About Me

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Melfort, Saskatchewan, Canada
I am a lawyer in Melfort, Saskatchewan, Canada who enjoys reading, especially mysteries. Since 2000 I have been writing personal book reviews. This blog includes my reviews, information on and interviews with authors and descriptions of mystery bookstores I have visited. I strive to review all Saskatchewan mysteries. Other Canadian mysteries are listed under the Rest of Canada. As a lawyer I am always interested in legal mysteries. I have a separate page for legal mysteries. Occasionally my reviews of legal mysteries comment on the legal reality of the mystery. You can follow the progression of my favourite authors with up to 15 reviews. Each year I select my favourites in "Bill's Best of ----". As well as current reviews I am posting reviews from 2000 to 2011. Below my most recent couple of posts are the posts of Saskatchewan mysteries I have reviewed alphabetically by author. If you only want a sentence or two description of the book and my recommendation when deciding whether to read the book look at the bold portion of the review. If you would like to email me the link to my email is on the profile page.

Tuesday, September 11, 2012

The Absent One by Jussi Adler-Olsen

The Absent One by Jussi Adler-Olsen – I bought the second in the Carl Morck series to be published in Canada the first time I saw it in a Canadian bookstore two weeks ago. It proved good cruise reading.

Morck remains deeply unhappy that he is still buried in the depths of Copenhagen’s police HQ in charge of Department Q dealing with cold cold cases. His frustration level is increased when he is assigned a secretary / personal assistant, Rose Knudsen. She had qualified as a police officer but failed her driving test. Wanting to stay in police work she stayed on as an assistant. Morck has not wanted any more staff which comes closer to making Department Q an actual department.

Reluctantly looking for a new file Morck’s attention is grabbed when his original assistant, Assad, finds and brings to his attention a file on his desk that was not actually assigned for his review. It involves the horrific double murder of a brother and sister 20 years ago that was resolved by the confession of a young man. While the file is closed by the police and judicial system there is evidence the killer was part of a gang of wealthy young people who have been attacking people for pleasure.

Its current members are Ditlav Pram, a prominent developer of private hospitals, and Ulrike Jensen, an investment adviser, and Torsten Florin, a designer of women’s clohes. All of them relish the hurting and killing of innocent people. They are a chilling collection of the rich and disaffected.

They had formed their gang while attending a Danish boarding school. Each has problems with their parents and the gang becomes a type of family that could have been inspired by the infamous California Manson family.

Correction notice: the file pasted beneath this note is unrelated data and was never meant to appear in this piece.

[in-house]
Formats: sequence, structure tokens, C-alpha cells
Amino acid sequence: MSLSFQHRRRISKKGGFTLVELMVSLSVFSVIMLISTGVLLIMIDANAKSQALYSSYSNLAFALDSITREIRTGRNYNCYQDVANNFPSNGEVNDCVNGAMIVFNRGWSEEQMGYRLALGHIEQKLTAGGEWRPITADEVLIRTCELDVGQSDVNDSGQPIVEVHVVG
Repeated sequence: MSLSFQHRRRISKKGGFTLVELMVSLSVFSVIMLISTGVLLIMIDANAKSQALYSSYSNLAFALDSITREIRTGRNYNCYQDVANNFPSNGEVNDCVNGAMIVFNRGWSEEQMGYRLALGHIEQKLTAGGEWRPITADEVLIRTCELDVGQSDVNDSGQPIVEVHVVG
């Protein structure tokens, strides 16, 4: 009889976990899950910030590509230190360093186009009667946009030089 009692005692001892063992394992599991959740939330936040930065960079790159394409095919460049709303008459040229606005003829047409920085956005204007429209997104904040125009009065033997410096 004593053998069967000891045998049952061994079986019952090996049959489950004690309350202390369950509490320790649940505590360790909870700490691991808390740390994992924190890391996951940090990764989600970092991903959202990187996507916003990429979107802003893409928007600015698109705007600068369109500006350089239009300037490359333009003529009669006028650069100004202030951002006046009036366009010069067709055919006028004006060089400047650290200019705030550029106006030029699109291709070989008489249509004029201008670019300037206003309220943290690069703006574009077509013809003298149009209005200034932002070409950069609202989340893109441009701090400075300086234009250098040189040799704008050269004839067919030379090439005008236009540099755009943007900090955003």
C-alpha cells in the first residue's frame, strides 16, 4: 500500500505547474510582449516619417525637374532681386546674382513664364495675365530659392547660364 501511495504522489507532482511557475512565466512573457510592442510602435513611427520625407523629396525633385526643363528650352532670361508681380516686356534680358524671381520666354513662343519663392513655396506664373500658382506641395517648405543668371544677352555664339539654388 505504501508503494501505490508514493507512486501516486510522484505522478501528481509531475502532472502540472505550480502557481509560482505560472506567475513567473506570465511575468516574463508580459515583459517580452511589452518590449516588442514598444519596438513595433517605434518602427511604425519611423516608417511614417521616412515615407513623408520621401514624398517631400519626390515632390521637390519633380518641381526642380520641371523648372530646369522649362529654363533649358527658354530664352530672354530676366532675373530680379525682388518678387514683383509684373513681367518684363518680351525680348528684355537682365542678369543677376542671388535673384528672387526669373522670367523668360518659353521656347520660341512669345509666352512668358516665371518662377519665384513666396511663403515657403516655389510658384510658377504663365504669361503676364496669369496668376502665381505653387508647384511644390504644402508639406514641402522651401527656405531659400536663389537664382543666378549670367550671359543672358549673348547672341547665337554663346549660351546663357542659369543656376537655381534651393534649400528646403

Complicating the current activities of the gang is the lurking presence of Kimmie, the sole female member of the gang when they were young. Living on the street and plagued by voices Kimmie haunts the book.

Morck, Assad and Rose start assembling information on the gang. Morck is hardly committed to the investigation when the Chief of Homicide directs he drop the case on instructions from above. For Morck it is the equivalent of a direct order to press ahead. He acknowledges he has a quirk in his personality that when told not to do something he is driven to do it. His father had manipulated Morck on occasion into certain actions by forbidding him from doing them.

A trip to the cabin in which the murders took place turns from the routine when Morck and Assad find the crime scene has been recently altered.

The investigation drives forward as they find more and more bits of information connecting the gang to many cruel crimes.

At the same time we see Kimmie struggling with life and her past. She is one of the most remarkable characters I have read since Lisbeth Salander.

The book explores the heart of darkness of the rich and twisted elite of Danish society. I thought of Leopold and Loeb of the 1930’s Chicago who killed a boy for the experience. Ditlev, Kimmie and their fellow gang members are evil.

Assad is a far more assertive character in this book. He participates in the questioning of witnesses though he is not a police officer.

Rose is an intriguing assistant. Her efficiency and competence leave Morck unable to find a reason for dismissing her.

Adler-Olsen has vivid descriptions through the book. Describing three private detectives:

“Deep creases at the corners of their mouths indicated a hard life. They were not the kind of lines businessmen earned under the sickly glare of office lights while stacks of paper flowed across their desks during the wee hours of the morning.”

I liked how the members of Department Q cleverly discovered information and connections by their investigative skills. Coincidence and luck are not at the heart of their work.

It is a powerful book though not for the faint of heart. (Sept. 5/12)


  1. Bill - Thanks for this thorough and thoughtful review. I'm glad you enjoyed this novel; I'm actually awaiting my copy now. I found your comparison to the Leopold/Loeb murder fascinating and from what I've heard of this novel, it's apt.

  2. Margot: Thanks for the comment. I will be interested in your perspective on a very interesting mystery.